Tag Archives: mental disorders

Mass psychosis in the US—How Big Pharma got Americans hooked on anti-psychotic drugs

Has America become a nation of psychotics? You would certainly think so, based on the explosion in the use of antipsychotic medications. In 2008, with over $14 billion in sales, antipsychotics became the single top-selling therapeutic class of prescription drugs in the United States, surpassing drugs used to treat high cholesterol and acid reflux.

Once upon a time, antipsychotics were reserved for a relatively small number of patients with hard-core psychiatric diagnoses – primarily schizophrenia and bipolar disorder – to treat such symptoms as delusions, hallucinations, or formal thought disorder. Today, it seems, everyone is taking antipsychotics. Parents are told that their unruly kids are in fact bipolar, and in need of anti-psychotics, while old people with dementia are dosed, in large numbers, with drugs once reserved largely for schizophrenics. Americans with symptoms ranging from chronic depression to anxiety to insomnia are now being prescribed anti-psychotics at rates that seem to indicate a national mass psychosis.

The problem with the DSM

Do you have a shopping addiction disorder? Perhaps an addiction to food? Maybe one of your kids has Internet addiction disorder, or video-game attachment syndrome. Well, not quite yet, because these kinds of new mental diagnoses are only proposed, not final, for the new revision of the Diagnostic and Statistical Manual of Mental Disorders (DSM), the bible of the American Psychiatric Association (APA).

And there is a terrible problem with this. The DSM was first created in the 1920s. Based on psychoanalytic theory, it enumerated fewer than 100 mental problems that a psychiatrist could diagnose, all of them attributable to environmental conditions, generally the role of parenting. We know now that this theoretical stance was limited and, in many cases, wrong. In 1980, the second revision of the DSM took place. Freud was discarded, and the revised bible now included several hundred disorders, all delineated by a list of observable symptoms and a framework for limiting and differentiating diagnoses.

Three versions later, the current DSM lists more than 1,000 disorders. No theories are espoused for their origins, though implicit in it is that there is a mix of genetic and environmental causes that shape neurological development. During this period of about three decades, the incidence of attention disorders in the general population has increased from 2 percent to 10 percent. In the 1980s, people diagnosed with bipolar disorder represented less than 1 percent of the population; now the number has increased to 5 percent. New diagnoses, like oppositional defiant disorder and conduct disorder, now cover as many as 5 percent of children.

Autism, which afflicted a tiny percentage of the population in the 1990s, now accounts for 1 out of every 100 children. What is wrong with this picture? Do we have an epidemic on our hands? Something in the water we drink, or the air we breathe?

52% of foster kids are prescribed psych drugs—One of them is fighting back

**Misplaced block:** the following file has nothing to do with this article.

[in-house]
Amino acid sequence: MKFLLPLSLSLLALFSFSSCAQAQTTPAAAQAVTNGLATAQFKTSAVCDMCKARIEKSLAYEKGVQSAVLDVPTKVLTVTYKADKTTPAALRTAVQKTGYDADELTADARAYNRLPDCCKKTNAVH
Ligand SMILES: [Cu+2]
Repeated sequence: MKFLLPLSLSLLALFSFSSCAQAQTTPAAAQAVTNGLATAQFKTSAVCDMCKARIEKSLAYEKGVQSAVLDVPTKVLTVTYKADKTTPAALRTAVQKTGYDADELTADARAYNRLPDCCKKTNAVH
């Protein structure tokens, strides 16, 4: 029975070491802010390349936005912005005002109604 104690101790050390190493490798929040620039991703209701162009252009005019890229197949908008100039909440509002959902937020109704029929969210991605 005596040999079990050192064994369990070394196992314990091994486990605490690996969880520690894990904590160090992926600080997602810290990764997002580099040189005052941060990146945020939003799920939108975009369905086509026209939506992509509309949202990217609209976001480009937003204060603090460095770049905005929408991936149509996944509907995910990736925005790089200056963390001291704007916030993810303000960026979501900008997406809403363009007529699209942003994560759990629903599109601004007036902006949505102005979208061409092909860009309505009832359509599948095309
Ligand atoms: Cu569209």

At just 6 years of age, still grieving over the death of the only mother he had ever known, his foster mother, Giovan Bazan would receive the first of many psychiatric ‘diagnoses’ and drugs that would plague him for the next twelve years of his life. Moved from foster home to foster home, orphanages and other modes of state care, Giovan was stigmatized with a plethora of psychiatric diagnoses and drugs until the age of 18, when he could finally make his own medical decisions and quit. Now a child advocate working part time at the Division of Family and Children Services (DFCS) in Georgia, Giovan is on a mission: To get a full-time job with DFCS and help enact laws to combat the wholesale labeling and drugging of foster children. In the video below, Giovan tells his story and why he decided to fight back against the abuse of kids in foster care.

The Illusions of Psychiatry

Not only did the DSM become the bible of psychiatry, but like the real Bible, it depended a lot on something akin to revelation. There are no citations of scientific studies to support its decisions. That is an astonishing omission, because in all medical publications, whether journal articles or textbooks, statements of fact are supposed to be supported by citations of published scientific studies. (There are four separate “sourcebooks” for the current edition of the DSM that present the rationale for some decisions, along with references, but that is not the same thing as specific references.) It may be of much interest for a group of experts to get together and offer their opinions, but unless these opinions can be buttressed by evidence, they do not warrant the extraordinary deference shown to the DSM. The DSM-III was supplanted by the DSM-III-R in 1987, the DSM-IV in 1994, and the current version, the DSM-IV-TR (text revised) in 2000, which contains 365 diagnoses. “With each subsequent edition,” writes Daniel Carlat in his absorbing book, “the number of diagnostic categories multiplied, and the books became larger and more expensive. Each became a best seller for the APA, and DSM is now one of the major sources of income for the organization.” The DSM-IV sold over a million copies.